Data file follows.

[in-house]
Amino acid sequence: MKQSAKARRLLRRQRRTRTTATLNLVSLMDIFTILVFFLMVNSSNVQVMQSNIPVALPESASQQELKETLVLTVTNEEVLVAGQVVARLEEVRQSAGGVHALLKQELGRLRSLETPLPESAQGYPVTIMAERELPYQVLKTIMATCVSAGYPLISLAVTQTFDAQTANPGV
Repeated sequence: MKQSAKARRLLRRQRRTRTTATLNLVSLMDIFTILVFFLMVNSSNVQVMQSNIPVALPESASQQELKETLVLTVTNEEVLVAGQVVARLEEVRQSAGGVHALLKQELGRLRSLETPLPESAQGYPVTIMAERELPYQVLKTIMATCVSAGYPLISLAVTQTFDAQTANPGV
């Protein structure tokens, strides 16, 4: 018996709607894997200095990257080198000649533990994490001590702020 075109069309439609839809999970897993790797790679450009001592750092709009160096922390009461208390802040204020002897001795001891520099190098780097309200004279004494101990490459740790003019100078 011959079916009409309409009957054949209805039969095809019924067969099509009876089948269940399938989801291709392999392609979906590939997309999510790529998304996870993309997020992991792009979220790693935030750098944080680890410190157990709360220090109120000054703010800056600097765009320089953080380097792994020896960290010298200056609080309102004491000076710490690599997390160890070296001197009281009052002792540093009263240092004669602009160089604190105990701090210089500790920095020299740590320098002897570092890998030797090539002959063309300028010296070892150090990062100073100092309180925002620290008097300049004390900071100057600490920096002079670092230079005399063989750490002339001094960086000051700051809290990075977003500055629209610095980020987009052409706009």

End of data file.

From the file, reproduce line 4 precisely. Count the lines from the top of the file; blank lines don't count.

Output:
């Protein structure tokens, strides 16, 4: 018996709607894997200095990257080198000649533990994490001590702020 075109069309439609839809999970897993790797790679450009001592750092709009160096922390009461208390802040204020002897001795001891520099190098780097309200004279004494101990490459740790003019100078 011959079916009409309409009957054949209805039969095809019924067969099509009876089948269940399938989801291709392999392609979906590939997309999510790529998304996870993309997020992991792009979220790693935030750098944080680890410190157990709360220090109120000054703010800056600097765009320089953080380097792994020896960290010298200056609080309102004491000076710490690599997390160890070296001197009281009052002792540093009263240092004669602009160089604190105990701090210089500790920095020299740590320098002897570092890998030797090539002959063309300028010296070892150090990062100073100092309180925002620290008097300049004390900071100057600490920096002079670092230079005399063989750490002339001094960086000051700051809290990075977003500055629209610095980020987009052409706009």